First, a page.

This week, the Radiological Society of North America (RSNA) is hosting the world’s premier radiology forum, attracting nearly 55,000 medical professionals and thought-leaders to Chicago’s McCormick Place.
Though this year’s centennial celebration will look back at the advancements made over the past 100 years in radiology and explore the milestones of science and technology that have shaped the industry, the meeting is also a celebration of the new innovations that will be changing this particular medical speciality for years to come.
Let’s take a look at some of the biggest, most innovative news and announcements to come out of RSNA 100:
1. GE Healthcare, which has attended every Annual Meeting, showcased a handful of re-imagined healthcare solutions, including a one-and-done MRI system and a one-stop breast care solution. Said the President and CEO of GE Healthcare, “As the only company to attend the RSNA in both 1914 and 2014, GE is proud of its commitment to the healthcare industry.”
2. Philadelphia-based Montage Healthcare Solutions, a software provider for the radiology sector, introduced automated features to its platform that will improve patient safety. Explained their CEO, “Besides the direct impact on patient safety, practice quality and revenue enhancement, we believe the heightened diligence and active participation of radiologists in long-term care management this tool enables will increase the value perception of radiology services.”
3. A C-Arm is a medical imaging device that uses X-ray technology and Ziehm Vision – a German manufacturer of mobile X-ray solutions – debuted the world’s first 3D imaging model.
4. From MRIs to X-rays to CTs, it can take a variety of scans to diagnose a patient. At RSNA, Philips introduced an analytics and visualization solution that offers one single platform for all imaging data.
5. Philips also introduced a new screening solution for detecting lung cancer. Said Philips’ CEO of Imaging, “Philips is in a unique position to be able to offer not only the advanced imaging technology to make early lung cancer detection possible, but the data insights, collaboration and education tools that are needed to deliver the quality and consistency required for health systems to succeed in new, evidence-based models of patient care.”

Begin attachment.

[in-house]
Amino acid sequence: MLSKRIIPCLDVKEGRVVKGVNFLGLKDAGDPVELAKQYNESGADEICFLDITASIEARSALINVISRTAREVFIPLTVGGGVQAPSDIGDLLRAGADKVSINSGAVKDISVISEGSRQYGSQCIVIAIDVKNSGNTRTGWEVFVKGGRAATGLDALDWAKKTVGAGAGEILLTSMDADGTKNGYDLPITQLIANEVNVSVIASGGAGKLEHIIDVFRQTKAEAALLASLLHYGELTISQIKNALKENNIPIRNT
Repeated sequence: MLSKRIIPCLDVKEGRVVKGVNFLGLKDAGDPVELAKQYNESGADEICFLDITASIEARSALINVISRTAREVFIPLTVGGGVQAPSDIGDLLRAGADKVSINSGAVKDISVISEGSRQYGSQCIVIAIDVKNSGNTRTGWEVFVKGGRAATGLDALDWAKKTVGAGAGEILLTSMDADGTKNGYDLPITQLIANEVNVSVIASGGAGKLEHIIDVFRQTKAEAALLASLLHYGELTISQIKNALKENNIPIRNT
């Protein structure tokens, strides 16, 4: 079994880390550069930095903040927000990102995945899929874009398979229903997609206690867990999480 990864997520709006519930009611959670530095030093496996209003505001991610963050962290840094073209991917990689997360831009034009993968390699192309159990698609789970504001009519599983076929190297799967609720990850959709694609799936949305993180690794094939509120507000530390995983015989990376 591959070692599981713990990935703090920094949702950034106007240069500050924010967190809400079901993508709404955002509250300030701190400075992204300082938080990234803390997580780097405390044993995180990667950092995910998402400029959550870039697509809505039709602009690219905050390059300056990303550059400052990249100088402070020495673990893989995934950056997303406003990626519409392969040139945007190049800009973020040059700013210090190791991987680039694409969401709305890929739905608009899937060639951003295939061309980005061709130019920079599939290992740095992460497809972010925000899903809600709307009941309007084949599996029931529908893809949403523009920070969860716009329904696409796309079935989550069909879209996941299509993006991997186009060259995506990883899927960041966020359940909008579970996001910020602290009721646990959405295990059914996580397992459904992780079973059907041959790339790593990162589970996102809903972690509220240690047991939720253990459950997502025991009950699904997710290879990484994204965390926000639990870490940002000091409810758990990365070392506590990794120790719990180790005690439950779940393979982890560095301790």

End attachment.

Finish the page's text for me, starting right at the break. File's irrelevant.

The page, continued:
6. Last but not least on the Philips-front, the company showed off a new MRI system that’s focused on patient comfort in order to ensure “First Time Right” imaging. (The more comfortable the patient, the better the chance that a clear, conclusive image is produced).
7. A study was presented at the Meeting showing that doctors may be able to detect early biomarkers of Alzheimer’s via an MRI.
8. According to an RSNA study, medical professionals are using 3-D printing to recreate life-size models of patients’ heads for face transplantation surgery.
9. France-based SuperSonic Imaging introduced a new hockey stick-shaped device that provides high resolution images of muscles, tendons, ligaments and joints for sports medicine diagnoses.
10. Materialise, a 3D printing pioneer, debuted a 3D printing software solution specifically for hospitals in order to make the practice easy, safe, and accessible. Commented Materialise’s Business Development Manager, “Hospitals are excited about 3D Printing and we want the technology to benefit as many patients as possible.”
11. An innovative new piece of ultrasound technology, named Shear Wave, was unveiled at the RSNA that instantly assess body tissue that may be diseased. Explained a General Manager with GE, the company behind the Shear Wave, “Giving physicians the ability to non-invasively measure and quantify tissue stiffness in a consistent way can help boost their productivity and clinical confidence and can be a valuable tool in the diagnosis and management of disease.”
(Image via Enmodedesign.com)